Get to know Daisy

by  Brooke  -   reviewed on  August 10, 2012

Daisy is a forty-something soon-to-be empty-nester with a long bucket list of things to do once her youngest daughter moves out. She soon finds out that it's going to be a very long time before she gets to anything on that list. Some challenges come her way that threaten to upend everything that is normal and predictable in her life. Daisy finds much-needed strength and support through her Book Club ladies. Although this book can be read separately from the series, I loved reading about many of the same events from the first book, "Olivia", from Daisy's perspective. I love seeing the positive change in Daisy as she discovers what matters most to her. I would love to see a sequel to this particular book, as I would love to see what happens next in her life.

Fun, and emotional read.

by  Colleen  -   reviewed on  May 11, 2012

Daisy has always been a strong willed woman and found it hard to let others take care of her. Her youngest daughter is close to graduating and leaving the house, but when her daughter leaves to live with her dad, before the planned date, she finds it hard not to look back and see what she did wrong while raising her daughters. Her husband Paul has other things on his mind, like fishing. When Daisy finds out she is pregnant, she is afraid to tell Paul, since she assured him she could not get pregnant since she had her tubes tied 15 years earlier. She finds herself all alone except for her new friends from the book club, who help her come to terms with the trials in her life. This book was filled with lots of emotion and takes you on a journey you could only hope ends in a happy ending, but not every story can have that, and who is to say that Daisy will not have a happy ending, even if it is not your kind of happy ending? I cant wait to find out more about the other characters in the book club, and hopefully get some more information on Olivia and Daisy through these other ladies eyes.

A great read

by  Karen   -   reviewed on  May 17, 2012

I enjoyed this second installment of the Newport Ladies Book Club. I was waiting to find out the background story of Daisy hinted at in the previous book. Once again I was part of the the book club and felt like shouting out my own opinions regarding the book they were discussing. I sat on several couches as a ghostly friend wanting to give comfort and support to Daisy. Thank you for a realistic read that highlights we are not alone in our struggles to discover our strengths and self awareness. We often forget to look around during our busy schedules and discover that good friends can be discovered where we least expect them. Insight into the fact that when we cross our comfort zone "line in the sand" and reach out to others, the unexpected rewards enrich and expand our own lives. Too often we don't think small acts of kindness and service would really matter. This story illustrates just how big the small things meant to Daisy and helped to shape her decisions. I am looking forward to the next book in the series and the additional stories behind the Book Club members!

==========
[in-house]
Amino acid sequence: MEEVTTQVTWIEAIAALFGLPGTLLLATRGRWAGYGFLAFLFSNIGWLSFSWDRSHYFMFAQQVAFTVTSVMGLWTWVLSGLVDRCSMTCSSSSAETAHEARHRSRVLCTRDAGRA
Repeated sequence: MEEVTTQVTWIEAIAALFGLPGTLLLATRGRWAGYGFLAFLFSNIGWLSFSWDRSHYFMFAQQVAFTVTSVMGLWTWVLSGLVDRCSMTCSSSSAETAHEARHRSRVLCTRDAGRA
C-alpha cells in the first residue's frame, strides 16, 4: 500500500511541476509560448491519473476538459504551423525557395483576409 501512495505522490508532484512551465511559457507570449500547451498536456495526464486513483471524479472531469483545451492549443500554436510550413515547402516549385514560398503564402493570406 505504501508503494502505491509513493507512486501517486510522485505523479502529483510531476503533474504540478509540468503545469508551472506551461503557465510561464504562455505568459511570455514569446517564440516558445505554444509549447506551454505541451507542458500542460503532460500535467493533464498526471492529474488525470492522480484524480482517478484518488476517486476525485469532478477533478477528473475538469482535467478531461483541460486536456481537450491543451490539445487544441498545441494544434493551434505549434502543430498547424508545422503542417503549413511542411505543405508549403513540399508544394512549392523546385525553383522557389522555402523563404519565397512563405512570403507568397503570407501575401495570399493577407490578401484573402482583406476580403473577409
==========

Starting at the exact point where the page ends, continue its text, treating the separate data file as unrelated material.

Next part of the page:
A Great Read

by  Customer  -   reviewed on  May 18, 2012

I enjoyed this second installment of the Newport Ladies Book Club. I was waiting to find out the background story of Daisy hinted at in the previous book. Once again I was part of the the book club and felt like shouting out my own opinions regarding the book they were discussing. I sat on several couches as a ghostly friend wanting to give comfort and support to Daisy. Thank you for a realistic read that highlights we are not alone in our struggles to discover our strengths and self awareness. We often forget to look around during our busy schedules and discover that good friends can be discovered where we least expect them. Insight into the fact that when we cross our comfort zone "line in the sand" and reach out to others, the unexpected rewards enrich and expand our own lives. Too often we don't think small acts of kindness and service would really matter. This story illustrates just how big the small things meant to Daisy and helped to shape her decisions. I am looking forward to the next book in the series and the additional stories behind the Book Club members!

Daisy of Neport Ladie's Book Club

by  Lu Ann  -   reviewed on  May 20, 2012

This was a great book but lacked Josi's usual humor and energy. There were situations in Daisy's life many can relate to in the various problems and unexpected situations with relationships. The book didn't flow as well as most of Josi's writings. Still, it was well-worth my time in reading it and I am really looking forward to the next book in the series.

Daisy would be fun to have as a best friend.

by  Connie  -   reviewed on  May 17, 2012